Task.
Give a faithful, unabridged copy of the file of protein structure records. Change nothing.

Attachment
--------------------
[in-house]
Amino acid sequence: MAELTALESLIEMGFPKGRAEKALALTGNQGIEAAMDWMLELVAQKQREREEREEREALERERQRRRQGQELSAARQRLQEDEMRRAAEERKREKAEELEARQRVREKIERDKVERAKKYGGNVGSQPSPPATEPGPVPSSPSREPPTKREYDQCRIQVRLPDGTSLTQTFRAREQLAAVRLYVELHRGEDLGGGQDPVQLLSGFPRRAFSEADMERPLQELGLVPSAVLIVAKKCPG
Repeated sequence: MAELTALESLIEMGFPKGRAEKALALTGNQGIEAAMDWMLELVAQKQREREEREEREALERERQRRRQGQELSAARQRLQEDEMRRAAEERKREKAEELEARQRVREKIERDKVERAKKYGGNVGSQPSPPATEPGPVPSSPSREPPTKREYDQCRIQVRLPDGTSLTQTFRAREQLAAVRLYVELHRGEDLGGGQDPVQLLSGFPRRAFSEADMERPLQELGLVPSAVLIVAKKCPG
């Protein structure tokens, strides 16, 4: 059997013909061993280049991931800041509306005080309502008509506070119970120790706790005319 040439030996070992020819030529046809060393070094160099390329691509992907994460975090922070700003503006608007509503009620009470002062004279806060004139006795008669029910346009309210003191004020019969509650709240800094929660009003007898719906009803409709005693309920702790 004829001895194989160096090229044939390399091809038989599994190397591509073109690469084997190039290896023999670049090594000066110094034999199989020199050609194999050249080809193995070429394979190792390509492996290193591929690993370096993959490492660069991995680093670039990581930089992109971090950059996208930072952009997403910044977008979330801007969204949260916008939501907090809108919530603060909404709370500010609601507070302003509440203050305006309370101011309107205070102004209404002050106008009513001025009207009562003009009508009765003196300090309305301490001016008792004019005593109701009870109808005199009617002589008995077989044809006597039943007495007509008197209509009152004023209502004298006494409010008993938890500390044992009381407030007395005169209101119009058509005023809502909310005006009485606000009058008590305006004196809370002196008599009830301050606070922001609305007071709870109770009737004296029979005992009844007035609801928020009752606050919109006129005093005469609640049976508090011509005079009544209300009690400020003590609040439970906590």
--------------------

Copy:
[in-house]
Amino acid sequence: MAELTALESLIEMGFPKGRAEKALALTGNQGIEAAMDWMLELVAQKQREREEREEREALERERQRRRQGQELSAARQRLQEDEMRRAAEERKREKAEELEARQRVREKIERDKVERAKKYGGNVGSQPSPPATEPGPVPSSPSREPPTKREYDQCRIQVRLPDGTSLTQTFRAREQLAAVRLYVELHRGEDLGGGQDPVQLLSGFPRRAFSEADMERPLQELGLVPSAVLIVAKKCPG
Repeated sequence: MAELTALESLIEMGFPKGRAEKALALTGNQGIEAAMDWMLELVAQKQREREEREEREALERERQRRRQGQELSAARQRLQEDEMRRAAEERKREKAEELEARQRVREKIERDKVERAKKYGGNVGSQPSPPATEPGPVPSSPSREPPTKREYDQCRIQVRLPDGTSLTQTFRAREQLAAVRLYVELHRGEDLGGGQDPVQLLSGFPRRAFSEADMERPLQELGLVPSAVLIVAKKCPG
């Protein structure tokens, strides 16, 4: 059997013909061993280049991931800041509306005080309502008509506070119970120790706790005319 040439030996070992020819030529046809060393070094160099390329691509992907994460975090922070700003503006608007509503009620009470002062004279806060004139006795008669029910346009309210003191004020019969509650709240800094929660009003007898719906009803409709005693309920702790 004829001895194989160096090229044939390399091809038989599994190397591509073109690469084997190039290896023999670049090594000066110094034999199989020199050609194999050249080809193995070429394979190792390509492996290193591929690993370096993959490492660069991995680093670039990581930089992109971090950059996208930072952009997403910044977008979330801007969204949260916008939501907090809108919530603060909404709370500010609601507070302003509440203050305006309370101011309107205070102004209404002050106008009513001025009207009562003009009508009765003196300090309305301490001016008792004019005593109701009870109808005199009617002589008995077989044809006597039943007495007509008197209509009152004023209502004298006494409010008993938890500390044992009381407030007395005169209101119009058509005023809502909310005006009485606000009058008590305006004196809370002196008599009830301050606070922001609305007071709870109770009737004296029979005992009844007035609801928020009752606050919109006129005093005469609640049976508090011509005079009544209300009690400020003590609040439970906590």